- The common foundation of any EU political engagement leading to an equal development partnership with Africa shall be based on a multidimensional approach, articulating the Sustainable Development Goals (SDGs), the respect of Universal Human Rights (UHRs) - including fundamental rights, the right to a healthy environment and the freedom to conduct a business.
- The EESC advocates promoting a decent life and good prospects, creating a middle class and supporting equal partnerships by strengthening sustainable social-liberal democratic structures in Africa.
- The EESC highlights that the EU strategy on Africa must focus on Development and welcomes the African Continental Free Trade Area (AfCFTA).
- The EESC reiterates the important role of organised civil society in the up-coming ACP-EU Partnership Agreement.
This opinion deals with three of four megatrends at the heart of the new Commission priorities: climate change, biodiversity loss and globalisation. While the European Green Deal will result in higher environmental standards with, for instance, stricter climate change targets, it is important that all Free Trade Agreements (FTAs) are not undermining these improvements by contributing to deforestation or biodiversity loss in other countries. As one of the world's largest importer of energy, agricultural goods and raw materials, the EU has contributed to deforestation and biodiversity loss in other countries.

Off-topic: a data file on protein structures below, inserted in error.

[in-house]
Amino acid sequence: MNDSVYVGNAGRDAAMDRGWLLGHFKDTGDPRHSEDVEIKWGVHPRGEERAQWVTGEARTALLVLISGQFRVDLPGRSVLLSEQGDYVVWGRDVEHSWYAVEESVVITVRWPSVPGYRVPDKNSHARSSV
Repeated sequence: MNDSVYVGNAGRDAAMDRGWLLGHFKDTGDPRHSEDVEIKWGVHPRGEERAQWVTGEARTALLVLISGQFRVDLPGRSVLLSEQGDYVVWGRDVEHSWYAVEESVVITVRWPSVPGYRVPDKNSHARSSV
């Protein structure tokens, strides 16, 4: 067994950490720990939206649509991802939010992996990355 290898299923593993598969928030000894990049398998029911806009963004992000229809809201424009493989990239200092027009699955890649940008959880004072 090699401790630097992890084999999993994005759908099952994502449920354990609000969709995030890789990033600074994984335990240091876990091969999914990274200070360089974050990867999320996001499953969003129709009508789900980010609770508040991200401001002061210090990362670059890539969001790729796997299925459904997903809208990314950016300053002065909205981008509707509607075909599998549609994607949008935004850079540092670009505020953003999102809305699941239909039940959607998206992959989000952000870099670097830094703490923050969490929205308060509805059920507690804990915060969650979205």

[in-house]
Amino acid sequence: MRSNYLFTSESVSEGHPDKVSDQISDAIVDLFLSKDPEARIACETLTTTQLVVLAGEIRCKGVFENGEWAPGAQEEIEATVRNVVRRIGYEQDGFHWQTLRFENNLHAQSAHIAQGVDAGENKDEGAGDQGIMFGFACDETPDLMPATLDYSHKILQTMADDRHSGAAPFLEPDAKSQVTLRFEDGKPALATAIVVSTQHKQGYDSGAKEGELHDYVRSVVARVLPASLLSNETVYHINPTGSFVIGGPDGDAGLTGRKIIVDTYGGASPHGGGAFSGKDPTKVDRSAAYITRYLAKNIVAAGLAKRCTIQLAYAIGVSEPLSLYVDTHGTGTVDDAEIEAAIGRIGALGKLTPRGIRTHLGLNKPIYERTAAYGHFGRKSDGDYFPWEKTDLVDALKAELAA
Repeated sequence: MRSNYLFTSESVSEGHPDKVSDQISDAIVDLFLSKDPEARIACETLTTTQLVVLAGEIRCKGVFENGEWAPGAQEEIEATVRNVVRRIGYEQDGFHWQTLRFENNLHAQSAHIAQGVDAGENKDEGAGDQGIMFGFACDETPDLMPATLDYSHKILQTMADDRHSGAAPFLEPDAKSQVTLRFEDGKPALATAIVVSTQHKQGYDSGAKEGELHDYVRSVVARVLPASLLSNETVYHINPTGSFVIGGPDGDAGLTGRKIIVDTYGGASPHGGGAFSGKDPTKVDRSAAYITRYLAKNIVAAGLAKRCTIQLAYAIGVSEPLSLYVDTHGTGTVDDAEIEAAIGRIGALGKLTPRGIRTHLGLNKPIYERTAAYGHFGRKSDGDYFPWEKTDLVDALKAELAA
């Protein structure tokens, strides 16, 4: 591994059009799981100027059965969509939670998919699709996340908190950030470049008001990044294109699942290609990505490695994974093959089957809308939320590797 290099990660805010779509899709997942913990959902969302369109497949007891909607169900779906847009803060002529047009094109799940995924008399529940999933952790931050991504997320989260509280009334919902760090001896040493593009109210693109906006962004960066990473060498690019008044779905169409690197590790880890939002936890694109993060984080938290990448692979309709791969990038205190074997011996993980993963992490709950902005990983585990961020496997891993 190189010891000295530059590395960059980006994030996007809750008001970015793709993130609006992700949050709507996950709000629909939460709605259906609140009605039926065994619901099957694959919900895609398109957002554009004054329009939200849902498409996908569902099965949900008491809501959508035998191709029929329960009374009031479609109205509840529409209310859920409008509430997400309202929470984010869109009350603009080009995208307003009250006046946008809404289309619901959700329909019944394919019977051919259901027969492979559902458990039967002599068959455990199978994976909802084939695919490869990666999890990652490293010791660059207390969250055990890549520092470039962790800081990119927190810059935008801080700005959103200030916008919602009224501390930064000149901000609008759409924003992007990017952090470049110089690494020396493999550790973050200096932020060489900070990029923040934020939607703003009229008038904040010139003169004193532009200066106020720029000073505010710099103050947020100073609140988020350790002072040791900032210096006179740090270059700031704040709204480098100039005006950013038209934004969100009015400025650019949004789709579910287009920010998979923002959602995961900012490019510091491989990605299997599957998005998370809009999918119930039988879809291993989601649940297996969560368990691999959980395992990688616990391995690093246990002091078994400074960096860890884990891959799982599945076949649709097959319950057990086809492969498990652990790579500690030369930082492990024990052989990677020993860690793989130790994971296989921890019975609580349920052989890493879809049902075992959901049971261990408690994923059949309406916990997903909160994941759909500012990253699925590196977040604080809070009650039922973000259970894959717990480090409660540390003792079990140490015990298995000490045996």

This opinion will look into the possibilities to engage with young people in a formal way at institutional level and provide the building blocks for a new structured approach to youth engagement at EU level.
The European Commission’s ‘Green Deal’ proposes to use public procurement as a tool to meet the goals of the Paris Climate Agreement. Such ‘green public procurement’ is necessary to move toward a carbon-neutral society. However, the Commission omits that public procurement which makes up to 11% of GDP can be a tool for a fairer, more equitable society and can produce sustainable growth. At present, the ‘green public procurement’ and social considerations are discussed in different DGs. An opinion by the EESC-CCMI could bring social and ecological considerations in regards to public procurement together.
The objective of this proposal is to transpose into EU law the Conservation and Enforcement Measures (ERMs) adopted by the Northwest Atlantic Fisheries Organisation (NAFO).
In this opinion, the EESC notes that platforms have "a generally positive impact on the economy", contributing as much to job creation and innovation, flexibility and autonomy for workers, as to ensuring income for workers (often supplementary) and allowing vulnerable people to access employment. It also notes that there are risks that must not be underestimated: (i) for workers, the denial of basic rights, including the rights to organisation and collective bargaining; precariousness; low pay; the increasing intensity of work; the extreme fragmentation of work on a global scale; the non-affiliation of workers to social security schemes; and (ii) for society, the increased risk of competition based on undercutting social standards.